posted by saulgoodman at 1:22 PM on October 29, 2008


Word up, saul. I thought that very thing when I heard that. I tried to say it, but my wife told me to shut up (in fairness, I do talk a lot).
posted by Mister_A at 1:24 PM on October 29, 2008


Would I call this "code-switching"? I don't think I would. I would simply call it being a weasel. In my example, both statements are designed to make you think "Tim cannot be trusted", but one allows you to backpedal if it turns out he can be trusted.

Simply using shifty language isn't the same thing as code switching. Slippin' in to the vernacular and gettin' real folksy when you wanna not just get 'em standin' up and cheerin' for ya, but get 'em hearin' somethin' else you're fixin' to say, well gosh darn that sure is.
posted by Tehanu at 1:30 PM on October 29, 2008 [1 favorite]


If Republicanism, and conservativism, were still the party and politics of Lincoln, I would be a Republican. But modern Republicanism has about as much to do with Lincoln's party as modern democracy has to do with the assembly in Athens.
posted by Astro Zombie at 1:31 PM on October 29, 2008


Hi Anil. We've met in real life, though you won't know me in this MeFi mask. :)

I think you're right on what's happening here, whether Palin is inserting the language herself or it's being engineered by the Rovian speechwriters and "handlers". I suspect the latter, but it doesn't make much difference in the end.

But I think Miko is closer to the target when it comes to the media's mishandling of this. I do not think they are "missing" it, at least not every time. I think they have no clue how to handle it or report on it, so as with most reporting, they take the safe and lazy road (politically, legally, intellectually). They report on only the surface meaning, since that will never get them in trouble.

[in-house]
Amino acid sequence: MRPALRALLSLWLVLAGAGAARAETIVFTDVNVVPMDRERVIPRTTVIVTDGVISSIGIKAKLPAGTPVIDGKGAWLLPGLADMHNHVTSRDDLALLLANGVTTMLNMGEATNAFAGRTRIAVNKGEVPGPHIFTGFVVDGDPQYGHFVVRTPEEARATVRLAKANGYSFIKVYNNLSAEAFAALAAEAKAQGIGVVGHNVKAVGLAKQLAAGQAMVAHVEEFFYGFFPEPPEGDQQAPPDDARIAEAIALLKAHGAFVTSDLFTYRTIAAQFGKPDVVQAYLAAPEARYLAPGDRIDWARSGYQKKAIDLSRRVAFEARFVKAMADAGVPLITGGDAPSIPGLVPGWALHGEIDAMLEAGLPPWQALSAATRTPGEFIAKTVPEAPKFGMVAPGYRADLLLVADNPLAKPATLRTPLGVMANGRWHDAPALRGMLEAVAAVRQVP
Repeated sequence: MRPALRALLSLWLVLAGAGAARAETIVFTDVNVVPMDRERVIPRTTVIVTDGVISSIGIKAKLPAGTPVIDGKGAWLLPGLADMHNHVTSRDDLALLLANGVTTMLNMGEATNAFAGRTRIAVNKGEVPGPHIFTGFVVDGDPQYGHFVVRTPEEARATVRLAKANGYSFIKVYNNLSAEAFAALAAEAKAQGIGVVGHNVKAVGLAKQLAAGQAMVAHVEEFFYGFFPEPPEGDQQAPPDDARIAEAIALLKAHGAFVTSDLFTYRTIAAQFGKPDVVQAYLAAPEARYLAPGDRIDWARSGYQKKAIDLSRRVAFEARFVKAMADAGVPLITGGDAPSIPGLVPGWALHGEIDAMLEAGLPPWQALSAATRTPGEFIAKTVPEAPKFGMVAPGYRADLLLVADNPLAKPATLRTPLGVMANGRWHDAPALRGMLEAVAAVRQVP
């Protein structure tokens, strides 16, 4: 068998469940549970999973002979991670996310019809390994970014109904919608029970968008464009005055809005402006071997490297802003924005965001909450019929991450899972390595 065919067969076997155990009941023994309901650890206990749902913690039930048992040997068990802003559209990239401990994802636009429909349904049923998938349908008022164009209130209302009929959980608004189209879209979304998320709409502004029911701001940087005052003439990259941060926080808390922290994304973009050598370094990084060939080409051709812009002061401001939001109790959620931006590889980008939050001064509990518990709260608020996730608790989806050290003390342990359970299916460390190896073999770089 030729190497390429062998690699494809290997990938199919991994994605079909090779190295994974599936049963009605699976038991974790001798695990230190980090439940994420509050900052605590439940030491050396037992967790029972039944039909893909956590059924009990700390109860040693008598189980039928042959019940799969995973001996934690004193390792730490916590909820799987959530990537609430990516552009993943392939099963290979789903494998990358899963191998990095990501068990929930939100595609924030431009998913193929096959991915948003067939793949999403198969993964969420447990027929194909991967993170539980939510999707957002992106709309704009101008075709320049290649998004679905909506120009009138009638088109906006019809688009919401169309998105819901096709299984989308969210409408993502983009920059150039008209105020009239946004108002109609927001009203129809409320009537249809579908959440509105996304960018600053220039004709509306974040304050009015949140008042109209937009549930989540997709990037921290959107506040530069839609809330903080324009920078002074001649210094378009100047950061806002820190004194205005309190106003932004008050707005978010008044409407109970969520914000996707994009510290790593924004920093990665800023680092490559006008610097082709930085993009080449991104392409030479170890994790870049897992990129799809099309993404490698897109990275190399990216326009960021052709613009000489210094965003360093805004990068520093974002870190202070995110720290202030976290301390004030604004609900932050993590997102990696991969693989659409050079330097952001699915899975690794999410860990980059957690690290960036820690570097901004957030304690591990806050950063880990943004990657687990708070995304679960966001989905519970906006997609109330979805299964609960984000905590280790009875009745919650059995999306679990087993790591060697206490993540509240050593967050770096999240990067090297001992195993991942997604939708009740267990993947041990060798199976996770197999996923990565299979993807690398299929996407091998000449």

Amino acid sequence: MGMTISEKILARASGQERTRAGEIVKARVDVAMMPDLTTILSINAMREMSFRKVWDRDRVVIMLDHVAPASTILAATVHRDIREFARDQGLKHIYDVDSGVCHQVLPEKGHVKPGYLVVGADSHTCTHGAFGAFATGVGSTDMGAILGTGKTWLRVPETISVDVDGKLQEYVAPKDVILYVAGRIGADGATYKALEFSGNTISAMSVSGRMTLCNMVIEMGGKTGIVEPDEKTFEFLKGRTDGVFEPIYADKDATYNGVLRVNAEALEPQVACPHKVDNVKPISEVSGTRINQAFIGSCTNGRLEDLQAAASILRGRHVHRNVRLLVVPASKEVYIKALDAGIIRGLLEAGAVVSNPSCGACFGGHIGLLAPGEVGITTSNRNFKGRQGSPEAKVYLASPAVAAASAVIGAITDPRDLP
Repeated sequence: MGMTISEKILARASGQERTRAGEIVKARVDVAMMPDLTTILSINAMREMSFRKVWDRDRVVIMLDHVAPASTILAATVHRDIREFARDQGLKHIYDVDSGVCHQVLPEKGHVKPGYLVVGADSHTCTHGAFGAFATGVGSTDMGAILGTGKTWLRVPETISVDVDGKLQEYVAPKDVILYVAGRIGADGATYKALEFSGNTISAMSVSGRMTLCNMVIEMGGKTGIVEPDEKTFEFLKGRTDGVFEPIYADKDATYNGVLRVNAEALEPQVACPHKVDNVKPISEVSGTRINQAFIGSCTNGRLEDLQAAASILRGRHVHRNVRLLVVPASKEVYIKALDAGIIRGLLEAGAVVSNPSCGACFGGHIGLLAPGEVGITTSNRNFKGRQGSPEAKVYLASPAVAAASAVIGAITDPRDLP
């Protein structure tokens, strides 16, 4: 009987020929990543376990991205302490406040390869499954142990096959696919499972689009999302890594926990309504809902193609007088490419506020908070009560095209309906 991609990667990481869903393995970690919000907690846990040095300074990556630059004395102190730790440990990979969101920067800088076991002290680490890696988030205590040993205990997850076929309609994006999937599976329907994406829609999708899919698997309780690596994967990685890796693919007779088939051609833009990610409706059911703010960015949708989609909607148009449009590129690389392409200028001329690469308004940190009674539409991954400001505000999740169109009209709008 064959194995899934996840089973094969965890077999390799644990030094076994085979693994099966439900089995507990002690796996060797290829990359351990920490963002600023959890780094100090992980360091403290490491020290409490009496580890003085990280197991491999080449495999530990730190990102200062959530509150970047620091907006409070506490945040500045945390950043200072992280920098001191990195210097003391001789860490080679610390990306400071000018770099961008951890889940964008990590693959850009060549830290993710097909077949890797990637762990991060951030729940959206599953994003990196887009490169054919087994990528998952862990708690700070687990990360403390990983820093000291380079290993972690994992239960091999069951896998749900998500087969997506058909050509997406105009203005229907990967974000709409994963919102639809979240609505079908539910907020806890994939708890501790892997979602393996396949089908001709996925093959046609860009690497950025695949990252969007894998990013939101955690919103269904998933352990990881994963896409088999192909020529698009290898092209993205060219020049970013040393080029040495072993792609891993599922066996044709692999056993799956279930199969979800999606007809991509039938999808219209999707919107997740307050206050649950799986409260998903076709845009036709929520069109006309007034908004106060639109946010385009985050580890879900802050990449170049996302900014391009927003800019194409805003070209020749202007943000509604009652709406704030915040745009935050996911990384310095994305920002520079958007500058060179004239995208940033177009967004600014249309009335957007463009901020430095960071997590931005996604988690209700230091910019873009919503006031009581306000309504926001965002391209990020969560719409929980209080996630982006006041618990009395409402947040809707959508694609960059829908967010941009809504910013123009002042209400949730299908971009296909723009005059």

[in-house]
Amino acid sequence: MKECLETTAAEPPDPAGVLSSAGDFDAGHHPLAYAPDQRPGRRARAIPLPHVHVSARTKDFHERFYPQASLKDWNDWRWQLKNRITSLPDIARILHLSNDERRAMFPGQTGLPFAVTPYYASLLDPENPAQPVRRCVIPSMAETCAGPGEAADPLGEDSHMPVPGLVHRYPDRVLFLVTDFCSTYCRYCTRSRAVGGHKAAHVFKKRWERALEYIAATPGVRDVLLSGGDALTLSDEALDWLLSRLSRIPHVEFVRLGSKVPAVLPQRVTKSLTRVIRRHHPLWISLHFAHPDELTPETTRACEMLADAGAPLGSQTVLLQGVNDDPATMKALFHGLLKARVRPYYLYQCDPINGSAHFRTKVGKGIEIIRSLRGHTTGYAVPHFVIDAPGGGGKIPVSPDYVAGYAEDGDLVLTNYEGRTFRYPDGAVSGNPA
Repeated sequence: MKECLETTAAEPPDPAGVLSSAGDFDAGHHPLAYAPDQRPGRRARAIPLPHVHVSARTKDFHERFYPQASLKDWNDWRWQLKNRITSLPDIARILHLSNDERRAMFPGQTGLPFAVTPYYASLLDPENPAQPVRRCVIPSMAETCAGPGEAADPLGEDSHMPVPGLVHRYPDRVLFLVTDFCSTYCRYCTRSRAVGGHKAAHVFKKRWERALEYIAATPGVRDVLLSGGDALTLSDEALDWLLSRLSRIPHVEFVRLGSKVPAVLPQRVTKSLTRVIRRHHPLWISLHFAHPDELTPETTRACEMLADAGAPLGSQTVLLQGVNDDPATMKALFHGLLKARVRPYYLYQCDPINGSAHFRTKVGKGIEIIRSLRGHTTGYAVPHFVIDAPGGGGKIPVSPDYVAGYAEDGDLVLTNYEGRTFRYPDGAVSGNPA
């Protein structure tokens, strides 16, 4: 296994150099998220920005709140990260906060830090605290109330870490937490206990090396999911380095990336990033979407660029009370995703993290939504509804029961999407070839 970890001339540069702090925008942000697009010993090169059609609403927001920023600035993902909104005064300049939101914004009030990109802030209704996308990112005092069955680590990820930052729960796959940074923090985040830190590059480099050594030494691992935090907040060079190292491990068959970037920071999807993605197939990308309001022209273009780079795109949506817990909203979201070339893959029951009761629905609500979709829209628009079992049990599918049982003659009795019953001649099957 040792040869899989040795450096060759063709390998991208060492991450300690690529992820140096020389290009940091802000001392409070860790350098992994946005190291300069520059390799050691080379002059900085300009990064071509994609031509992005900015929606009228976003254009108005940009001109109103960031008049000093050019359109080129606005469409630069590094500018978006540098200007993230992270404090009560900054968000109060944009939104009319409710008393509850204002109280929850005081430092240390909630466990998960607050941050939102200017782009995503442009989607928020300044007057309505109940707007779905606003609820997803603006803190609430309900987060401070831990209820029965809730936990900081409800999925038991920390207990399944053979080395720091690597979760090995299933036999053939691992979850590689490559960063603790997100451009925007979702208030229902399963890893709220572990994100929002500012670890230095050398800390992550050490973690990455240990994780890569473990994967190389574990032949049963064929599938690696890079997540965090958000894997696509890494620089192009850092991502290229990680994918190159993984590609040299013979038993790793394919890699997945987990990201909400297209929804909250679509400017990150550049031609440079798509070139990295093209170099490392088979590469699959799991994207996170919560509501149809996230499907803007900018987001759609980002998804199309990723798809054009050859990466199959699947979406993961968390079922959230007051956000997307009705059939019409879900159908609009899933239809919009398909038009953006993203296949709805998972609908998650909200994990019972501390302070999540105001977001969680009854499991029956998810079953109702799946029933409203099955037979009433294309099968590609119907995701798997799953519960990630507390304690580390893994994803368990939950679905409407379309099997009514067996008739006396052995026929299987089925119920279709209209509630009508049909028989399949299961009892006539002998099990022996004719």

Bush has certainly always done the same thing, inserting dog whistles that are usually biblical or evangelical code, but it does not go reported in any meaningful way.

And until some TV network has a regular program on Deconstructing Subtext, I don't think they ever will address it. But should someone break that water, the rest will certainly jump all over each other reporting on the waves.

So in that regard, you're doing a very good thing here. Thank you.

Now if only it weren't just "some guy in a basement ranting on his blog", maybe we could get somewhere.
posted by rokusan at 1:35 PM on October 29, 2008 [1 favorite]


All she’s saying is that Obama is near.

That and: ‘I wash born here, an I wash raished here, and dad gum it, I am gonna die here, an no sidewindin' bushwackin', hornswagglin' cracker croaker is gonna rouin me bishen cutter.’

And who can argue with that?

“Stewart said "you're doing theater, when you should be doing debate, which would be great..”

Yeah. There were changes in the law tho. And so they chase a buck however’s cheapest. So they do this (yeah, dishonest) theater garbage. But really, goes back to changes in the law and how the news is presented.
Plus the florida milk case (I believe) with Fox news vs. reporters - ruling basically said the news doesn’t have to be truthful and they can knowingly lie.
Kinda sucks really.
posted by Smedleyman at 1:40 PM on October 29, 2008


Would I call this "code-switching"? I don't think I would. I would simply call it being a weasel.

Hmmm.
posted by rokusan at 1:40 PM on October 29, 2008 [5 favorites]